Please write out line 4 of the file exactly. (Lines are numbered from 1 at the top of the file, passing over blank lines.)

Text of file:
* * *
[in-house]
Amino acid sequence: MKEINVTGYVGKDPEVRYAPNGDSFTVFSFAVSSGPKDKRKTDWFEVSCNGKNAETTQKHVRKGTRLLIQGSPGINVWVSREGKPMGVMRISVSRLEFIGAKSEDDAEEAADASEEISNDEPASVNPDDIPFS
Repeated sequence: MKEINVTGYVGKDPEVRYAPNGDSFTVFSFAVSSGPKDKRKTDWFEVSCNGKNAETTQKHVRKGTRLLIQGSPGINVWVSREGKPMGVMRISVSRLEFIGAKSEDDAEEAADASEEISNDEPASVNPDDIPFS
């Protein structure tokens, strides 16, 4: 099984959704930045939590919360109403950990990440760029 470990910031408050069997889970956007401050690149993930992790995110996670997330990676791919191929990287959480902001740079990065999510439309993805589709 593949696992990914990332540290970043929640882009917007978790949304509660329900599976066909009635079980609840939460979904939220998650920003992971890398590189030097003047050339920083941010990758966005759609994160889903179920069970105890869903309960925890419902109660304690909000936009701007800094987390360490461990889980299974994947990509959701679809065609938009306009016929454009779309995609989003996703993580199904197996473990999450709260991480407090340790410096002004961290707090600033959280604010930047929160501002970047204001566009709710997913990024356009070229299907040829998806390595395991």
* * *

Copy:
């Protein structure tokens, strides 16, 4: 099984959704930045939590919360109403950990990440760029 470990910031408050069997889970956007401050690149993930992790995110996670997330990676791919191929990287959480902001740079990065999510439309993805589709 593949696992990914990332540290970043929640882009917007978790949304509660329900599976066909009635079980609840939460979904939220998650920003992971890398590189030097003047050339920083941010990758966005759609994160889903179920069970105890869903309960925890419902109660304690909000936009701007800094987390360490461990889980299974994947990509959701679809065609938009306009016929454009779309995609989003996703993580199904197996473990999450709260991480407090340790410096002004961290707090600033959280604010930047929160501002970047204001566009709710997913990024356009070229299907040829998806390595395991």